STATE v. Interstate Bonding, Inc., Appellant.

Reset A A Font size: Print

Court of Appeals of Minnesota.

STATE of Minnesota, Respondent, v. Louis WILLIAMS, Respondent, Interstate Bonding, Inc., Appellant.

No. C4-97-267.

Decided: September 16, 1997

Considered and decided by CRIPPEN, P.J., and PARKER and SHORT, JJ. Brian M. Marsden, Frank A. Schulte, Roseville, for appellant. Hubert H. Humphrey III, Attorney General, John S. Garry, Assistant Attorney General, St. Paul, and Thomas N. Kelly, Assistant County Attorney, Buffalo, for respondent State of Minnesota. Richard R. Hermes, Buffalo, for respondent Louis Williams.


After Louis Williams failed to make two scheduled court appearances, the trial court ordered forfeiture of the bail bond securing his appearance.   The surety, Interstate Bonding, Inc. (Interstate), appeals the trial court's order denying its motions to:  (1) reinstate and discharge the bond;  and (2) rescind the 30-day suspension automatically imposed on Interstate for failure to pay the forfeited bond.


On September 2, 1996, Interstate posted a $2,000 bail bond to guarantee the appearance of Louis Williams to face charges of motor vehicle theft and other offenses in Wright County.   When Williams failed to make his scheduled court appearance on September 26, the district court rescheduled the hearing to October 10 and stayed forfeiture of the bond until that time.   At the trial judge's direction, court personnel notified Interstate on September 27 of Williams's nonappearance.   Williams again failed to appear on October 10, 1996, and the trial court ordered forfeiture of the $2,000 bond.   Interstate was immediately notified of the order and of the 90-day deadline for timely payment of the forfeited bond.   See Minn. R. Gen. Pract. 702(e).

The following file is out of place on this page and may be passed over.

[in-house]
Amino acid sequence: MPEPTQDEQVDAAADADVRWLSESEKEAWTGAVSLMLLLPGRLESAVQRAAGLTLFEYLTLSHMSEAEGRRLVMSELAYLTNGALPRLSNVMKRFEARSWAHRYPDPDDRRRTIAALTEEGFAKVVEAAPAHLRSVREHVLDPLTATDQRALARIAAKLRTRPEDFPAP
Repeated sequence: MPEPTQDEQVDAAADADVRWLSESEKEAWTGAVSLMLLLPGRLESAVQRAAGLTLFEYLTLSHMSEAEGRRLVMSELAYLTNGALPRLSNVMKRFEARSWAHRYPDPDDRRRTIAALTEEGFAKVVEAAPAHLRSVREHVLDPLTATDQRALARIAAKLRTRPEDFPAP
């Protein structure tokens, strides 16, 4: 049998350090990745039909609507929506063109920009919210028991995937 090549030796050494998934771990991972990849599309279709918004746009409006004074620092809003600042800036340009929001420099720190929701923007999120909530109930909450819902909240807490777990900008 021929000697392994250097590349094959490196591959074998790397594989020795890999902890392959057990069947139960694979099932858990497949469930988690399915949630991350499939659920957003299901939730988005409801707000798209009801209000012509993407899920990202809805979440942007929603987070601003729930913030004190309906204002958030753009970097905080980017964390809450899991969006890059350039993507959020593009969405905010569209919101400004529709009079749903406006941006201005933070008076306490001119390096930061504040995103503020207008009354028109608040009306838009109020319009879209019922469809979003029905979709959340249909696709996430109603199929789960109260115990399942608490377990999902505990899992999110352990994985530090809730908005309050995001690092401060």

Interstate's investigator apprehended Williams on November 7, over 40 days after Williams's first nonappearance in court, but was forced to release him due to the absence of an active Wright County warrant for his arrest.   Williams reappeared in court on November 20, and was released on his own recognizance.   At that time, the trial court noted Interstate owed no further surety and would be discharged of its obligation by paying the $2,000 amount already forfeited.

Interstate filed a motion on December 2 for the trial court to reinstate and discharge the bond, effectively releasing Interstate from its $2,000 obligation.   Although Williams had eventually appeared in court, the trial court denied reinstatement of the bond because Interstate had been promptly notified of Williams's initial failure to appear, and had taken no action to produce him for his second scheduled appearance or to account for that failure.